So eventually, I emerged from my mattress fort, and slowly came out of the basement, hypervigilance skyrocketing. Areas that had been heavily damaged were Dunrobin in Ontario; that tornado crossed the river into Quebec, and headed for Mont-Bleu, which is, as I mentioned on Twitter, twenty minutes away from here; another, smaller tornado damaged other places, Nepean, Gatineau, a school had caught fire…

In all my years I’ve never seen anything like this.

I got text messages from Mr P, saying his workplace had lost power; the next day, it was still without power and I was excessively glad he was home with me. We did the food shopping together, and he’s been protectively hovering over me.

I’ve been through some terrible situations in life (such as being afraid, for decades, that a loved one would end up getting killed by a fucking malignant narcissist psycho), and the past year and a half, as some of you know, has been fantastically trying (one situation is not yet fully resolved, but should be soon). I’m worn so thin I don’t want much of anything to do with the outside world right now.

While I was reading about the havoc these storms and tornadoes had wreaked, I saw news about Barrhaven: places had been set up there for people to get food and what have you, because so many areas were out of power. Immediately, I thought about this sweet girl who works at the Build A Bear where I like to shop… My Build A Bear having been so helpful to me during this crisis, I thought of her, because during one of our chats—she’d chatted me up a lot on occasions when I was looking around the store at the new items they’d received, she’s such a fun and friendly person, but then everyone at that store is absolutely lovely, great staff—she told me she was from Barrhaven (I’d asked for directions because Carling Avenue had gotten torn up, road crews were putting in new pavement).


So I tweeted a short sentence saying that I hoped “the sweet girl who works at the Build A Bear is okay,” because I knew she lived in Barrhaven.

The next thing I know, right when I was shaking and generally under the shock of everything that had happened, severe shock complicated by PTSD, some sad, random fucknut on Twitter takes it upon herself to declare it was the creepiest tweet she’d ever seen, save for things tweeted by the Orange piece of shit I refuse to mention by name.

To say I was floored would be an understatement. I replied that, excuse me, I’m a woman, I shop there, and the person in question is young, and why don’t you go see a fucking psychiatrist? In addition, the person about whom I’d dared express concern had been very kind to me, and go fuck yourself.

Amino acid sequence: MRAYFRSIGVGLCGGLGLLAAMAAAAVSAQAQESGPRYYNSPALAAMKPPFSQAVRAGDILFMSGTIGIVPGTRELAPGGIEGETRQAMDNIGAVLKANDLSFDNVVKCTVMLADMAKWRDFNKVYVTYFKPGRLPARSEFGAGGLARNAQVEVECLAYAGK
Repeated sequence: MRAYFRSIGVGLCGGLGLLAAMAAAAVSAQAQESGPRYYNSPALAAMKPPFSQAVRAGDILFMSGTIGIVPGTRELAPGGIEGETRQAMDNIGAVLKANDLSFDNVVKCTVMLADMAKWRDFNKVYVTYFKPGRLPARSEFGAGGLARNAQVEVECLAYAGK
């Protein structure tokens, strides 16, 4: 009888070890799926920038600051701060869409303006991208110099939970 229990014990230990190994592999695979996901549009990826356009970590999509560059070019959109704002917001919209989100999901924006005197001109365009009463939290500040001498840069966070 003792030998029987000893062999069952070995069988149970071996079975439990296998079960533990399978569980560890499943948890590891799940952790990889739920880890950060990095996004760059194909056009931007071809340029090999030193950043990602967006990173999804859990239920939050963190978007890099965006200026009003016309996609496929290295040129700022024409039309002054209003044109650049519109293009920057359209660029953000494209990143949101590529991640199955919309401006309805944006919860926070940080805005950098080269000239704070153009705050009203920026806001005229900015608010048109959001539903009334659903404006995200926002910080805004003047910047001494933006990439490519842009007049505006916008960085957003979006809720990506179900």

This wackjob counters with a weak riposte, why did I “single out” one young person who works in a toy store when thousands were affected by the storm (oh look, a humanitarian who thinks strangers need her permission to be concerned about acquaintances, and said wackjob knows neither of us). She added that my Twitter avi was “intentionally lecherous.”

You seriously can’t make shit like this up.

Incidentally, her own avi looks something like this:


The kind of individual who’d be “creeped out” by a smile, or cake with sprinkles.

She can go right ahead and jump off a fucking cliff.

At that point in the “exchange,” if one may term it that way, I thought, right, we’re done here. I blocked her, deleted my responses—I wanted nothing more to do with this fine specimen of lunacy (thank fuck I hardly ever encounter people like this, oh and please, nobody bother with this individual)—and increased my self-care activities, because as I said, all of this was terrible and my nerves are exposed and raw. I’m functional, but at minimum levels.

So anyway, back in the world of persons who have positive things to contribute, who create, and who enjoy life, I will be resting and recuperating this week, then get back to the Patreon things I was working on Friday morning, before everything went haywire.

Deep gratitude for the support and friendship of everyone who loves me.

Right now, Mr P is making another feast for us, we have cake with buttercream, we’ll drink wine, and I’m going to relax and watch movies and do things that make me happy.

Oh, and happy BiAwareness to all of us who are asexual, genderqueer, and bi-romantic (like I am) or bisexual.

Say cheese.


2 thoughts on “safe but extremely rattled

    • Thank you so much for your kind words. I’m still both exhausted and on edge. This whole thing is definitely going down in meteorological history around here! Here’s to autumn being very, very quiet and peaceful, oy.